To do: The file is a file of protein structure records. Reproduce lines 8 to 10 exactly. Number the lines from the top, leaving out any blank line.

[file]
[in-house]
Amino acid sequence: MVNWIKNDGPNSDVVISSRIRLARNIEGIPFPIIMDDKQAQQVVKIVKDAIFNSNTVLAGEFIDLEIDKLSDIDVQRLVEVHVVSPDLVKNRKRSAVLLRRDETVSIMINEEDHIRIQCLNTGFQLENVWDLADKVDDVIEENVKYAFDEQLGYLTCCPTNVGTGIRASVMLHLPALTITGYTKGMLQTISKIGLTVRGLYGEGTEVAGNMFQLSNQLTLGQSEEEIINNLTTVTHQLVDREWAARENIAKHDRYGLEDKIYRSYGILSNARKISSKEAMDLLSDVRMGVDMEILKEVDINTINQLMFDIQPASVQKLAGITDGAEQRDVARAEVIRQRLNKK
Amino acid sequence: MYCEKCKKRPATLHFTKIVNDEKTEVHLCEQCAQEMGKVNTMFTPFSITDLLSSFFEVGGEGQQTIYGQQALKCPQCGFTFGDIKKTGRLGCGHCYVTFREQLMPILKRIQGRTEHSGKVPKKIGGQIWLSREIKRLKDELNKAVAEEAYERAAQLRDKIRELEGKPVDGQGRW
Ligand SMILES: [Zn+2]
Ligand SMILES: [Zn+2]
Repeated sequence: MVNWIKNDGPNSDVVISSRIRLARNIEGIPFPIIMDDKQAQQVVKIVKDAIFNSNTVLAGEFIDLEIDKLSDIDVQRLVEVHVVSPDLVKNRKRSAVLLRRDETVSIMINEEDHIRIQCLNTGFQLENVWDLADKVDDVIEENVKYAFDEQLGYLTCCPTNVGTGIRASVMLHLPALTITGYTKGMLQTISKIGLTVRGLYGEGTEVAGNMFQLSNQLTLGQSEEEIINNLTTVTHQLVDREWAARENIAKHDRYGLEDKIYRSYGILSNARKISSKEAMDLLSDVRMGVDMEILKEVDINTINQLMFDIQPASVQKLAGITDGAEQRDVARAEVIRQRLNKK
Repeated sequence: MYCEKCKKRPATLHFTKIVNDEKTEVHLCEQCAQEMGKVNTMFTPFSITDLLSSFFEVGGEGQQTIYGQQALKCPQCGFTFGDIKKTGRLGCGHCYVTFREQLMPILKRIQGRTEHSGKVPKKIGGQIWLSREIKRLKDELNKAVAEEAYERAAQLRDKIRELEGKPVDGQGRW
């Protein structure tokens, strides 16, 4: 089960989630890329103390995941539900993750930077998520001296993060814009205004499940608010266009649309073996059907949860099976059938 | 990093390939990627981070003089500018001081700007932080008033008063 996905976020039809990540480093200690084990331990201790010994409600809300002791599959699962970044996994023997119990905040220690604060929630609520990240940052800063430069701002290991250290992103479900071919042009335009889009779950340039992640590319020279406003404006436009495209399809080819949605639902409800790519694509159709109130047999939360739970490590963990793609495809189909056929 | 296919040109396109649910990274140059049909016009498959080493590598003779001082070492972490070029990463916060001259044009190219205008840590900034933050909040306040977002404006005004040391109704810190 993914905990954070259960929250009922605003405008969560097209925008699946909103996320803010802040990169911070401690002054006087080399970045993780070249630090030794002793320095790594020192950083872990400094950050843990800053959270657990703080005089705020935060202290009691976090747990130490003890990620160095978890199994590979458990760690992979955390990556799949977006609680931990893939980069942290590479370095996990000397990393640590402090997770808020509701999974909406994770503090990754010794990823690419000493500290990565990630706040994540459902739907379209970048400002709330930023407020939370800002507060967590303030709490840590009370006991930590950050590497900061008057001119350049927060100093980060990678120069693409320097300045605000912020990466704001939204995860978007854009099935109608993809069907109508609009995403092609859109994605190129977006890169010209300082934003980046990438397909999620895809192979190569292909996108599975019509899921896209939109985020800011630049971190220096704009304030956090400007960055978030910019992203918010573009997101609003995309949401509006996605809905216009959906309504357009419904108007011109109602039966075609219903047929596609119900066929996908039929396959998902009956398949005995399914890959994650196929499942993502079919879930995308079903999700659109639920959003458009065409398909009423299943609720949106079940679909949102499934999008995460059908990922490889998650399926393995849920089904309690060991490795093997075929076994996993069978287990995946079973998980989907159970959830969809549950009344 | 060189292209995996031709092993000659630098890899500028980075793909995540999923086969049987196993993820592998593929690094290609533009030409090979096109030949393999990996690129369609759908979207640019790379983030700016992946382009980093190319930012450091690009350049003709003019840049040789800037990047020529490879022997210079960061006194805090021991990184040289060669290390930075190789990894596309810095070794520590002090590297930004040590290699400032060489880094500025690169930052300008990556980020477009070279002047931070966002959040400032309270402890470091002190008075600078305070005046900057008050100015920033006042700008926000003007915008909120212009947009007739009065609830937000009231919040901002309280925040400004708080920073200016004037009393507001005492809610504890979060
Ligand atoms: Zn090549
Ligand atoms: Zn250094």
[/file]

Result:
């Protein structure tokens, strides 16, 4: 089960989630890329103390995941539900993750930077998520001296993060814009205004499940608010266009649309073996059907949860099976059938 | 990093390939990627981070003089500018001081700007932080008033008063 996905976020039809990540480093200690084990331990201790010994409600809300002791599959699962970044996994023997119990905040220690604060929630609520990240940052800063430069701002290991250290992103479900071919042009335009889009779950340039992640590319020279406003404006436009495209399809080819949605639902409800790519694509159709109130047999939360739970490590963990793609495809189909056929 | 296919040109396109649910990274140059049909016009498959080493590598003779001082070492972490070029990463916060001259044009190219205008840590900034933050909040306040977002404006005004040391109704810190 993914905990954070259960929250009922605003405008969560097209925008699946909103996320803010802040990169911070401690002054006087080399970045993780070249630090030794002793320095790594020192950083872990400094950050843990800053959270657990703080005089705020935060202290009691976090747990130490003890990620160095978890199994590979458990760690992979955390990556799949977006609680931990893939980069942290590479370095996990000397990393640590402090997770808020509701999974909406994770503090990754010794990823690419000493500290990565990630706040994540459902739907379209970048400002709330930023407020939370800002507060967590303030709490840590009370006991930590950050590497900061008057001119350049927060100093980060990678120069693409320097300045605000912020990466704001939204995860978007854009099935109608993809069907109508609009995403092609859109994605190129977006890169010209300082934003980046990438397909999620895809192979190569292909996108599975019509899921896209939109985020800011630049971190220096704009304030956090400007960055978030910019992203918010573009997101609003995309949401509006996605809905216009959906309504357009419904108007011109109602039966075609219903047929596609119900066929996908039929396959998902009956398949005995399914890959994650196929499942993502079919879930995308079903999700659109639920959003458009065409398909009423299943609720949106079940679909949102499934999008995460059908990922490889998650399926393995849920089904309690060991490795093997075929076994996993069978287990995946079973998980989907159970959830969809549950009344 | 060189292209995996031709092993000659630098890899500028980075793909995540999923086969049987196993993820592998593929690094290609533009030409090979096109030949393999990996690129369609759908979207640019790379983030700016992946382009980093190319930012450091690009350049003709003019840049040789800037990047020529490879022997210079960061006194805090021991990184040289060669290390930075190789990894596309810095070794520590002090590297930004040590290699400032060489880094500025690169930052300008990556980020477009070279002047931070966002959040400032309270402890470091002190008075600078305070005046900057008050100015920033006042700008926000003007915008909120212009947009007739009065609830937000009231919040901002309280925040400004708080920073200016004037009393507001005492809610504890979060
Ligand atoms: Zn090549
Ligand atoms: Zn250094």